RAID CONTROLLER CONFIGURATIONS
Finding the best settings for each card is a time consuming task as all controllers react differently depending upon firmware implementation. Both controllers utilized a 64k stripe size. Considerable optimizations can be made in regards to performance by varying the stripe size but there are simply too many configurations to test for the purposes of this report.
LSI 9265-8i: FastPath recommended settings of Write Through, No Read Ahead, and Direct I/O
Adaptec 6805: Dynamic mode, NCQ enabled, with Write Back caching enabled. Read Caching is also enabled.
As can be seen throughout the review, there are some large differences in performance and we did try every conceivable combination of settings in an attempt to boost the performance. In many cases there simply wasn’t enough of a difference in the respective tests to warrant changing the settings. We did utilize a wide range of settings with the 6805 in particular, in attempts to eke out more performance. In the end it was best to leave the controllers on settings that performed the best over a wide range of tests.
We will be using Iometer extensively for IOPS testing. Some of the metrics are hard to benchmark outside of real applications so there will be some charts with an explanation of real world results. As always, any and all configurations should be evaluated and administered by a storage professional, thus being optimized for the workloads involved.
For SSD testing we will be utilizing the WEI benchmark, Anvils Storage Utilities, AS SSD, PassMark, and of course our staple of testing, PCMark Vantage.
OF SPECIAL NOTE
The Lightning LS 300S drives aren’t your standard equipment. In order to receive maximum performance with one controller the devices have to be configured in WidePort mode, which essentially uses two connections to one drive. It is, in essence, like having two devices connected in one. The SAS expander we are using does support two connections to each device through failover mode. The typical expander does not support the WidePort function in the capacity that the SanDisk uses it, so we sourced some special cables to enable us to get the job done. Using these cables we were able to connect to the rear of the expander, and use it as a pass through device to carry the data through the expander and into the RAID controller. This is where the ability to daisy-chain the ARC-4036 really came in handy!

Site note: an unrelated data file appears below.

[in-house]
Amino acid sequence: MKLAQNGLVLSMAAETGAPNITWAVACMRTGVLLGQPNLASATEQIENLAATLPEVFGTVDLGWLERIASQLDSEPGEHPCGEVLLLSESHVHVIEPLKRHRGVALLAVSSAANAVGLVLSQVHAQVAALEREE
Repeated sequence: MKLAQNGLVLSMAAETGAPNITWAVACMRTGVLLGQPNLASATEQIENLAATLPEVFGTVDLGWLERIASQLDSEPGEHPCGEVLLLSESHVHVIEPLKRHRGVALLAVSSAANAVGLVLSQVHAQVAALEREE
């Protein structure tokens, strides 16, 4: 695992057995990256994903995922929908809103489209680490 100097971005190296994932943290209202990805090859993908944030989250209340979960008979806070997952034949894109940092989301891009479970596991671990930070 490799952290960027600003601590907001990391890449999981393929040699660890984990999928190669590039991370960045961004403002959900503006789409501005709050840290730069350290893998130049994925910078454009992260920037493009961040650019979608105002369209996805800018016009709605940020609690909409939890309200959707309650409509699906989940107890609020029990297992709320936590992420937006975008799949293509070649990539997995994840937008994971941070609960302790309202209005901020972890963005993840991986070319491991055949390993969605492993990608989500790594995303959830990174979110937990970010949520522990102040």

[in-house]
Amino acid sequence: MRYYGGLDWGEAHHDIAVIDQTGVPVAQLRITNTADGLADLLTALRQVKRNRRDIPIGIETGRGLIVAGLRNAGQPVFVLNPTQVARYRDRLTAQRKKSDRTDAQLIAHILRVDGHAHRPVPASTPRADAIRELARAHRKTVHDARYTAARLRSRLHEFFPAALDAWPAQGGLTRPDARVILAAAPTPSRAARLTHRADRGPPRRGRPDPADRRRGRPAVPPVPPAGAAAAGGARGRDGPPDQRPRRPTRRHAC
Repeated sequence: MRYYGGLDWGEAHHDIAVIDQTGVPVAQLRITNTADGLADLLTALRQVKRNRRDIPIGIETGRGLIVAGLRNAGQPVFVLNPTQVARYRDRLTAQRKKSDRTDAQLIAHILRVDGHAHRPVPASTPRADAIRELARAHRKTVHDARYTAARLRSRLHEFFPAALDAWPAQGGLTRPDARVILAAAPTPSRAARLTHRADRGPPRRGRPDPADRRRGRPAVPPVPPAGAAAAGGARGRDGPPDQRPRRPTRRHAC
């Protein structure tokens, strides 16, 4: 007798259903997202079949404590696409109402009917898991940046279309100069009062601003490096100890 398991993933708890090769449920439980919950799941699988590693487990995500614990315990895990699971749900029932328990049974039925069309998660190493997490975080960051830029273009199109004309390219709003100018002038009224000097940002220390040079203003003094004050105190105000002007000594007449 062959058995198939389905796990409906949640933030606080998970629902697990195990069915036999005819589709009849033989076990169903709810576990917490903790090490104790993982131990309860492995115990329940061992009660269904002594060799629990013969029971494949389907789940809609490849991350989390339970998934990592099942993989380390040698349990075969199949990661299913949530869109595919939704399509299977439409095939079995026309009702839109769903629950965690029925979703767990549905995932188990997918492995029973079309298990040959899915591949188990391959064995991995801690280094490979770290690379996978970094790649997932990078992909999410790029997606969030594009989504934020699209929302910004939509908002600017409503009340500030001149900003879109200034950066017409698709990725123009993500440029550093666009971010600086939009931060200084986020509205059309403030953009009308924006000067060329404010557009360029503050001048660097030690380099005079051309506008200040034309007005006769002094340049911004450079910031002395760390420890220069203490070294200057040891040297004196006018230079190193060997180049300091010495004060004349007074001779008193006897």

Here is a ‘mock-up’ of how we ran the drives with the LSI controller. The top two SAS cables went to the RAID controller, and the bottom two cables were used to connect the SanDisk drives. The typical set of cables will allow four devices to be connected to each cable, but the special DualPort cables we used actually uses two ports per device, for a total of two drives per cable. In this configuration we can leverage both the awesome power of the SanDisk Lightning LS 300S drives and the Mercury Extreme Pro SSDs at will.
We did run into a compatibility issue here on this front with the Adaptec controller. The Adaptec does not support the Areca 4036 enclosure expander ports, which is curious. The Areca SAS expander module is the LSI 28-port LSISAS2x28 expander IC which is a very commonly used expander in a variety of devices. It is surprising, to be honest, that the Adaptec does not have support for this type of enclosure.
It is to be understood that of course the LSI card will work with its own expander IC, but one would expect that such a widely used IC would be supported by Adaptec as well.
To determine whether the incompatibility lies with the SanDisk EFDs or the Areca enclosure, we connected an array of standard SSDs to the rear ports of the enclosure. Unfortunately any devices connected to the expander ports were not recognized by the Adaptec controller. This could be seen as troubling if one were to consider the implications of incompatibility with widely used expander modules.
Queries with Adaptec Support regarding compatibility issues with this configuration were unfortunately not very fruitful. We were merely informed that this device was not compatible with the enclosure. There haven’t been any firmware upgrades of the Adaptec controller since April of this year, which is quite a bit of time considering the amount of new devices constantly coming into the marketplace.
The problem became our cables. Surely if one were to connect the SanDisk drives directly to the Adaptec controller we could use them for testing. The special dual port cables that we are using for testing utilize an 8088 MiniSAS connector, which is compatible with our enclosure. The connections on the Adaptec are the internal 8087 connectors, so we did source an adapter to allow us to move forward with a direct connection to the devices.
Using a 8087 to 8088 adapter we were able to connect the dual port sas cables with the MiniSAS cables to a pair of standard 8087-to-8087 cables. These cables were then attached to the Adaptec controller, and off we go!